A Jetstar spokesman said customers were offered travel on the next available flight at no additional cost or given a voucher.

Cardrona Alpine Resort recorded more than 40cm of snow — but had to close because of strong winds.

Mercure Hotel general manager Prasheel Churi said the effect on the Fernhill business was mixed, with a few cancellations from those unable to fly in, but some extensions from guests unable to flight out.

Orbus Queenstown was heavily disrupted, with the service to Lake Hayes and from Arthurs Point to Arrowtown both suspended for most of the day.

Central Otago escaped the brunt of the polar blast overnight, with towns throughout the region waking to a dusting of snow on the ranges.

Andrew Paterson, of Matakanui Station, said he had both early lambs and calves "on the ground" in 1cm-2cm of snow.

"It’s not ideal. We’ve had more winter in spring than we’ve had all winter."

He praised forecasters.

"We had plenty of warning and that makes planning a bit easier."

Ross Paterson, from Waikaka Station in Eastern Southland, said his farm turned white after heavy snow started falling at 9.30am.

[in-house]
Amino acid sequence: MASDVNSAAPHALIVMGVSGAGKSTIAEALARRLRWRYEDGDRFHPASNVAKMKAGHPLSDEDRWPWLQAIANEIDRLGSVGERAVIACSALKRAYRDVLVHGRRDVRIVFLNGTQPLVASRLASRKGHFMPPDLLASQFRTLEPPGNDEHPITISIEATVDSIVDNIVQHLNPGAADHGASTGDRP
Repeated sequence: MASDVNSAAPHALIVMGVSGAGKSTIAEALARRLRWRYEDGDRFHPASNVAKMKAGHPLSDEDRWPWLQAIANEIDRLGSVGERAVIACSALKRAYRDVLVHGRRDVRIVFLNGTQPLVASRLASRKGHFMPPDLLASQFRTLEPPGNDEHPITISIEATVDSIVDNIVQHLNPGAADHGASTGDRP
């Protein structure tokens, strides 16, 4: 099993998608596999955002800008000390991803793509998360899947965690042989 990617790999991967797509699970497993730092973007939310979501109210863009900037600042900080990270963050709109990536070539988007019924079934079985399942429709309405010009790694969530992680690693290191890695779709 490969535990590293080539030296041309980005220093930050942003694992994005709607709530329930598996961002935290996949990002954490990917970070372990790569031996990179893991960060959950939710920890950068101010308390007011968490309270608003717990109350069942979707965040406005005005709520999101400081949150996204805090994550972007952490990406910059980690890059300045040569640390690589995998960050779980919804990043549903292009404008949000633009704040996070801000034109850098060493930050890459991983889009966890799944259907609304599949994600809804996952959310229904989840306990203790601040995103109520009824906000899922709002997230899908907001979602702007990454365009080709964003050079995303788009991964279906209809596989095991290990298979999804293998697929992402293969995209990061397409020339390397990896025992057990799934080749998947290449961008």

"It is what it is — there is nothing we can do about it."

It was the wind, which had started to pick up by yesterday afternoon, that did the main damage, he said.

For orchardists the concern overnight was the potential for frost, and most were preparing to frost-fight until this morning.

Motorists were warned to be cautious when using roads across the district.

A minor crash on Gorge Hill, on State Highway94, caused trouble for some motorists in the morning as, when vehicles stopped for the crash, the snow began.

A NZ Transport Agency spokesman said there was minimal damage and no injuries.

"As there were no vehicles passing over the road, this queue built up quite quickly."

There were about 40 in total.

"The road then needed to be ploughed to allow the stranded/stuck vehicles to continue, so, as a result, the road was closed."

Nik Hurring, of Dunedin, had the first day of her holiday on Stewart Island interrupted by the snow which settled on the beach.

"Locals have told us it was the heaviest snowfall over here in 35 years."

 - additional reporting RNZ